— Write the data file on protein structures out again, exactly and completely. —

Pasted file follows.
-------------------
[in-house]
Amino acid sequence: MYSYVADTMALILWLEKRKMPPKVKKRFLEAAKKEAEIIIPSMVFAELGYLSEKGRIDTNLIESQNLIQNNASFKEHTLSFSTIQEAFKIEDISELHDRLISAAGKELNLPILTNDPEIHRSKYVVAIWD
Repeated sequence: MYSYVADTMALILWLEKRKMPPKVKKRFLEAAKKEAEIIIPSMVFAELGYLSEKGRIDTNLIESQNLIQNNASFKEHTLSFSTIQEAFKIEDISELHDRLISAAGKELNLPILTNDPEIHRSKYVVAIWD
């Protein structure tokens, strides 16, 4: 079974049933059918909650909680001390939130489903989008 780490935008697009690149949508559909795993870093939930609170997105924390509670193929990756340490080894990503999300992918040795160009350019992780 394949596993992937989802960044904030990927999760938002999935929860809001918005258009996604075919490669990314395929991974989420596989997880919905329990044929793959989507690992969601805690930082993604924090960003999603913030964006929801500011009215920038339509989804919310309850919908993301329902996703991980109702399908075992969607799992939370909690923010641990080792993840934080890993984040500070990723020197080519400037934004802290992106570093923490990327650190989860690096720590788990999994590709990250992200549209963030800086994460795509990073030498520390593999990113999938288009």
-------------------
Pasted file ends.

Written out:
[in-house]
Amino acid sequence: MYSYVADTMALILWLEKRKMPPKVKKRFLEAAKKEAEIIIPSMVFAELGYLSEKGRIDTNLIESQNLIQNNASFKEHTLSFSTIQEAFKIEDISELHDRLISAAGKELNLPILTNDPEIHRSKYVVAIWD
Repeated sequence: MYSYVADTMALILWLEKRKMPPKVKKRFLEAAKKEAEIIIPSMVFAELGYLSEKGRIDTNLIESQNLIQNNASFKEHTLSFSTIQEAFKIEDISELHDRLISAAGKELNLPILTNDPEIHRSKYVVAIWD
């Protein structure tokens, strides 16, 4: 079974049933059918909650909680001390939130489903989008 780490935008697009690149949508559909795993870093939930609170997105924390509670193929990756340490080894990503999300992918040795160009350019992780 394949596993992937989802960044904030990927999760938002999935929860809001918005258009996604075919490669990314395929991974989420596989997880919905329990044929793959989507690992969601805690930082993604924090960003999603913030964006929801500011009215920038339509989804919310309850919908993301329902996703991980109702399908075992969607799992939370909690923010641990080792993840934080890993984040500070990723020197080519400037934004802290992106570093923490990327650190989860690096720590788990999994590709990250992200549209963030800086994460795509990073030498520390593999990113999938288009």